Ethics reform bills stall in the Senate

Sen. Hugh Leatherman, R-Florence, speaks in the Senate chambers during the first day of legislative session this year at the Statehouse in Columbia.

COLUMBIA — Senators attempted, and failed, to move two ethics bills forward Thursday before cutting their floor debate short and heading to meetings to deal with the state’s budget.

Senate President Pro Tempore Hugh Leatherman was unsuccessful in getting senators to move a bill regulating funds spent by outside groups on campaign materials — also known as “dark money” — into a priority spot for debate. The move required two-thirds of the Senate’s 46 senators to vote in favor of the motion. It failed 26-16.

“I think you heard me earlier this week from the podium talk about I’m going to do everything in my power every chance I get to pass the dark money bill,” said Leatherman, R-Florence. “What I see is the dark money wants to pour money into this state, into the House and into the Senate, back to the person that they think they can control after they get them elected, pure and simple.”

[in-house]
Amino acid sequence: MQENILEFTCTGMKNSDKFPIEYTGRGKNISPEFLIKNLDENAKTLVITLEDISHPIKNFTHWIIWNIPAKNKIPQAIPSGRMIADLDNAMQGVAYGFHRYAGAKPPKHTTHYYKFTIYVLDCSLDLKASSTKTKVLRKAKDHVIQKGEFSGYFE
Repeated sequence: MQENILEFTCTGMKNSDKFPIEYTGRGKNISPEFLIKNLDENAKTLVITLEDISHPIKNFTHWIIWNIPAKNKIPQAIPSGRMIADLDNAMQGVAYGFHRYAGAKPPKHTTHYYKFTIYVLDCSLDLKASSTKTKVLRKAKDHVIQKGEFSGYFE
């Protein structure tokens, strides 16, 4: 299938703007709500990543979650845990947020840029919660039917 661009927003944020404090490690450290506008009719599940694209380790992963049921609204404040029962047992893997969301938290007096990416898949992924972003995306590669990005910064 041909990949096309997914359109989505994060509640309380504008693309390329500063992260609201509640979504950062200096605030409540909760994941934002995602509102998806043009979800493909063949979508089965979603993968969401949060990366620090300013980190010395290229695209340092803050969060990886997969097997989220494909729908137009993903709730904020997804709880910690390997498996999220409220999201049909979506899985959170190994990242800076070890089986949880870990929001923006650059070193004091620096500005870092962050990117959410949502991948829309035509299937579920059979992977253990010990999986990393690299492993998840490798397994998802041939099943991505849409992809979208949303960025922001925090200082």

Senators seemed to pick up steam this week after a four-year quest to pass ethics reform. On Wednesday they gave second reading to a bill that will require public officials to disclose private sources of income.

However, a motion by Sen. Larry Martin, R-Pickens, to give the bill a third and final reading failed when Camden Democrat Sen. Vincent Sheheen objected.

For four years, legislators and supporters seeking ethics reform have sought to implement changes addressing independent investigations, disclosure of private sources of income and reporting of funds spent by outside groups on campaign materials.

“I told my leadership this morning that getting ethics reform through the Senate is about like watching an iceberg melt,” Martin said. “We’ve got a meaningful opportunity to get ethics reform done. There’s still time to get it done.”

Reach Maya T. Prabhu at 843-509-8933.